Back in 1982, when some of the readers of this journal were being tucked up in bed, others were doing the tucking-up and yet more had already fallen asleep in their armchairs, Sylvester Stallone wandered half-naked around the outskirts of a fictional US town in the film “First Blood”. However, this memorable character (John Rambo) has nothing to do with EBM.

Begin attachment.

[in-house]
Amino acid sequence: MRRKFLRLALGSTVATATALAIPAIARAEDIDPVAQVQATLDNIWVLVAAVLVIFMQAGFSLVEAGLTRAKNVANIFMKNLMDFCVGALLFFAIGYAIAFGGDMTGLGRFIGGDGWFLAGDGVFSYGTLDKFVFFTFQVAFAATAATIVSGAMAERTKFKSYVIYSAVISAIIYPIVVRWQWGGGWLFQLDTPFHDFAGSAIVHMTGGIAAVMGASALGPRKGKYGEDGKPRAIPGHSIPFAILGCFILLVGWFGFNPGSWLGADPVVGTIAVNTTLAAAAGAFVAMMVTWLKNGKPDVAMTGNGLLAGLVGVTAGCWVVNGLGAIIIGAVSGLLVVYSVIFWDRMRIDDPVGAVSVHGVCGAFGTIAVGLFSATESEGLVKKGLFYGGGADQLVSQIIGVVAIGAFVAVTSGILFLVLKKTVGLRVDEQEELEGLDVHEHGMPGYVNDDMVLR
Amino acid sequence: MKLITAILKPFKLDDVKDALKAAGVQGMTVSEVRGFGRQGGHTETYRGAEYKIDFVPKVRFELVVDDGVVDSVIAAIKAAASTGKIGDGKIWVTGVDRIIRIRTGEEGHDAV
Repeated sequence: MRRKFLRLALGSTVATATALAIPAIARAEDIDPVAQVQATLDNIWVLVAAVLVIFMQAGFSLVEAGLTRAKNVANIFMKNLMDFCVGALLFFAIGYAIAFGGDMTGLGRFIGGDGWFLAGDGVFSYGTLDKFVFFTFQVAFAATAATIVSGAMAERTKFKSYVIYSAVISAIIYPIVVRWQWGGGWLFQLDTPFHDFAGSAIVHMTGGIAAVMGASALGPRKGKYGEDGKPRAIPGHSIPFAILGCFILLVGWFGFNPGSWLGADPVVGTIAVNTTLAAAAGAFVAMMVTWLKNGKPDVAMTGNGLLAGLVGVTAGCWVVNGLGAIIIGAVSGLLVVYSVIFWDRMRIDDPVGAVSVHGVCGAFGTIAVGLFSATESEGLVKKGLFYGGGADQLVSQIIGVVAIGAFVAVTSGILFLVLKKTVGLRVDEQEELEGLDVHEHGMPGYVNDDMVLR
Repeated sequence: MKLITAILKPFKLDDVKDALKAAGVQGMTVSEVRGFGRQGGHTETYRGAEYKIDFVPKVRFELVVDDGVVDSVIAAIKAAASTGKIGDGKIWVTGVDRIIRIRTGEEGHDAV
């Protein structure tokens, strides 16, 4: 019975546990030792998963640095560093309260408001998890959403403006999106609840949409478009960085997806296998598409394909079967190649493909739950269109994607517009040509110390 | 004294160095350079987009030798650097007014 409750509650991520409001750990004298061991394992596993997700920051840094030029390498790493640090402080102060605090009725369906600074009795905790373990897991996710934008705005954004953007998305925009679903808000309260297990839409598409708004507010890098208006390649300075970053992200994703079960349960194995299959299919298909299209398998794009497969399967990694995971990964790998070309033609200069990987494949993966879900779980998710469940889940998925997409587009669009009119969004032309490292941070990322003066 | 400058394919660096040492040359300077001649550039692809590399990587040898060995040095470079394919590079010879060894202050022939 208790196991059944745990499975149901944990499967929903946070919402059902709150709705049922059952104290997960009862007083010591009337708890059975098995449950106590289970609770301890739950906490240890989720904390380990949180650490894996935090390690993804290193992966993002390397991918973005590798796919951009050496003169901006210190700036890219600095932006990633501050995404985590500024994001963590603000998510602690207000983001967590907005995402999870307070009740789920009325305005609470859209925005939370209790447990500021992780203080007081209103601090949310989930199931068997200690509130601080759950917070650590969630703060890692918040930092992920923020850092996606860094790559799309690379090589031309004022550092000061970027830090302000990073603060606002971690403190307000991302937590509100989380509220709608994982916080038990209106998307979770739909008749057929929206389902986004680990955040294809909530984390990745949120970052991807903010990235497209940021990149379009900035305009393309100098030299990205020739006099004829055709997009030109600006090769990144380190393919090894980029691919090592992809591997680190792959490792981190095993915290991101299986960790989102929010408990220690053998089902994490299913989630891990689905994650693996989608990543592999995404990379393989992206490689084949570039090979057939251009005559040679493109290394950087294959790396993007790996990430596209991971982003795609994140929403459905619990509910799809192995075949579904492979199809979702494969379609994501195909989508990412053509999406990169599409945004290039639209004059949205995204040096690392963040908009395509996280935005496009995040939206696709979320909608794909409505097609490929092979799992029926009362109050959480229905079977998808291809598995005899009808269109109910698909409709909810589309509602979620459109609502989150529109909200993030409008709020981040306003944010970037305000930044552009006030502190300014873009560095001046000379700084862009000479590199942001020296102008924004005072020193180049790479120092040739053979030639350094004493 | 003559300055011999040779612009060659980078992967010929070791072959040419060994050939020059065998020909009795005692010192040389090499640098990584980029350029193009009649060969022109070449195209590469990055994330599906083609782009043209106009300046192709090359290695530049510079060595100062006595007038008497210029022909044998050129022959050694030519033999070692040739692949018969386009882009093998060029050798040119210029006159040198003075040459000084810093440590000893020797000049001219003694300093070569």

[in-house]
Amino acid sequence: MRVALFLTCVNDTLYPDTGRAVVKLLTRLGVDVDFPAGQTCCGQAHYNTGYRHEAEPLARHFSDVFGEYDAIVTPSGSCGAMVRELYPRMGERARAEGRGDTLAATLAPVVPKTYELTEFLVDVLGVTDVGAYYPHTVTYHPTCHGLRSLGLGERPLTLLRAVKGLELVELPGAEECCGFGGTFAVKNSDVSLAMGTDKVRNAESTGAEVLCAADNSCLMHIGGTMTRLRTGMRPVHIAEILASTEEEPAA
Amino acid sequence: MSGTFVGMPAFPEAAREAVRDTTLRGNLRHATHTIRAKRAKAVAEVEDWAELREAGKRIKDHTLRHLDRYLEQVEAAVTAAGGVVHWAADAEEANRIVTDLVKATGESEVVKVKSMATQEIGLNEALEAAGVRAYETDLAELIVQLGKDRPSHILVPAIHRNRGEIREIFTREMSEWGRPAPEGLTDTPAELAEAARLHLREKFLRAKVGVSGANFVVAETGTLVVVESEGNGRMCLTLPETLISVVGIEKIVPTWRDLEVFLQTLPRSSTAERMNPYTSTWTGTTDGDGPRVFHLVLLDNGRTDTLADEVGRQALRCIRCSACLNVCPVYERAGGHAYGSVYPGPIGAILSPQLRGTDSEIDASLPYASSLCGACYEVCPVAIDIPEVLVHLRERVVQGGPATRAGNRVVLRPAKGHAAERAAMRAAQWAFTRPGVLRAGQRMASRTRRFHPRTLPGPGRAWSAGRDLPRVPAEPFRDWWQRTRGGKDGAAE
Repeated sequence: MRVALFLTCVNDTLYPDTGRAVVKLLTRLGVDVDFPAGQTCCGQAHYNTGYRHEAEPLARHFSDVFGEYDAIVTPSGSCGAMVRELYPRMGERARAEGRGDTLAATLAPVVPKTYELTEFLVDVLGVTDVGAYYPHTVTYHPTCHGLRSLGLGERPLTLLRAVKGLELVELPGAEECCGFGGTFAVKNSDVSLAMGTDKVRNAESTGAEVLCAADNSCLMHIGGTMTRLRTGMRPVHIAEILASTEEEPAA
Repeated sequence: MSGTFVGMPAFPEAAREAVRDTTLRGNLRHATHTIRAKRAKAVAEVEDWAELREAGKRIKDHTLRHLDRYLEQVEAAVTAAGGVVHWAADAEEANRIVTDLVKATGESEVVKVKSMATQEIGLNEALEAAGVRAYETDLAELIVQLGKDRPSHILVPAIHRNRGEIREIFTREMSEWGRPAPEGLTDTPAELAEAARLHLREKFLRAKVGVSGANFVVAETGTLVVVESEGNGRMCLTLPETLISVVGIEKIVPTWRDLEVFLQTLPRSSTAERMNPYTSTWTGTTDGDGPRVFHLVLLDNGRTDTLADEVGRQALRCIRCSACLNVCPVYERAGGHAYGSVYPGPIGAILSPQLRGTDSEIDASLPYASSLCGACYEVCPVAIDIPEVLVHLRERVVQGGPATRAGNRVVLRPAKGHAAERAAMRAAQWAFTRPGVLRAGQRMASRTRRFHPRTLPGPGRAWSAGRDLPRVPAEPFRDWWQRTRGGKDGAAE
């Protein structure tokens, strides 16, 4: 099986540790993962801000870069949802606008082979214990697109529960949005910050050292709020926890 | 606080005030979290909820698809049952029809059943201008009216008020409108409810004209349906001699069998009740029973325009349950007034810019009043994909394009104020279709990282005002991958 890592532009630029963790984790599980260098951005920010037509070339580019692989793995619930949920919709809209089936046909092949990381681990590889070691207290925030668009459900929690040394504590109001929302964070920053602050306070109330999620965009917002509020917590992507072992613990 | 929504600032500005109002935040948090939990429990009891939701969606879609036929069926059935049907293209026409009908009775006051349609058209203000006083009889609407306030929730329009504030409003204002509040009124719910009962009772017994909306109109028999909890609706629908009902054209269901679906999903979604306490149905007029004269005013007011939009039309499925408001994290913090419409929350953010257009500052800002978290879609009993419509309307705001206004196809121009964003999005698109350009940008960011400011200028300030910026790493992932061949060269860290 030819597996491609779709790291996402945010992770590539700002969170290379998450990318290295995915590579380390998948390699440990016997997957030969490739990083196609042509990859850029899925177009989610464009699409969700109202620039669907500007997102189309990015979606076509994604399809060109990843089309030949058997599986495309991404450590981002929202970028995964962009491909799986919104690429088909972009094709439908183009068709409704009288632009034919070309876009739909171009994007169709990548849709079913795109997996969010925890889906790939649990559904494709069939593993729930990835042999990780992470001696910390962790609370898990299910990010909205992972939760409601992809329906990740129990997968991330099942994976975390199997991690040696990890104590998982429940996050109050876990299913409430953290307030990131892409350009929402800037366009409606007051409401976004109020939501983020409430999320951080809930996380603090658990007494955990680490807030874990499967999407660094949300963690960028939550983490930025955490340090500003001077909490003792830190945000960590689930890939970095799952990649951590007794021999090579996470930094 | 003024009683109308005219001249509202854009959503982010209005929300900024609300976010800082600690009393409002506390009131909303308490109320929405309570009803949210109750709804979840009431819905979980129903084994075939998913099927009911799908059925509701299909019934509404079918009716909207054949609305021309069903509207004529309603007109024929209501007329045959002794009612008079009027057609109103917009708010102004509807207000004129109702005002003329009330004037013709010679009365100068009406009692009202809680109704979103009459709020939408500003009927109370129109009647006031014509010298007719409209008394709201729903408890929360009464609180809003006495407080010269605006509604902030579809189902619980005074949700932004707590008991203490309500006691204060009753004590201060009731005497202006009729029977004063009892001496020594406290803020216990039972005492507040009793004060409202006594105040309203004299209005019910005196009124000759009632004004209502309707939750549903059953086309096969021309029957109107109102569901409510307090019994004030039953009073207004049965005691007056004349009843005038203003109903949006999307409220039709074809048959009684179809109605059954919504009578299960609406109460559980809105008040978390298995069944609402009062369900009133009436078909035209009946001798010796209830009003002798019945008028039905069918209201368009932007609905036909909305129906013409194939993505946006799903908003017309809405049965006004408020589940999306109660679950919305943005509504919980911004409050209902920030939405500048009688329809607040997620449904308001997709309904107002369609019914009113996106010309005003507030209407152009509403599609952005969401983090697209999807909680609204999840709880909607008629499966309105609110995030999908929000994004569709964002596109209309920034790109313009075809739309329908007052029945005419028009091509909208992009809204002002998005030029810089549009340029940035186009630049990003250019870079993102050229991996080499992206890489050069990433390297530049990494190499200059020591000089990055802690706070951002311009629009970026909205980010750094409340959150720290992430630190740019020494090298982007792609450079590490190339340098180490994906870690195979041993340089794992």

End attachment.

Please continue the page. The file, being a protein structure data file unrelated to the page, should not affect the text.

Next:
RAMbo is another EBM mnemonic. This one deals with step 3 – critical appraisal – of the process. (To recap, EBM is to Ask, Acquire, Appraise, Apply and Assess.) R – is the population representative? Were treatments randomly allocated in a concealed manner? A – how complete was the ascertainment? Did they get everyone they could have? Remember 5 & 20 (less than 5% loss – no problems, more than 20% loss – big problems). M b o – Were the measurements the same in all groups? What did they measure? Were they blinded or objective (or both)? This set of reminder questions can serve as an excellent memory jogger to rapidly appraise the most important points of a primary study, and forms the basis of what you should be asking of every article that’s asking you to change you practice.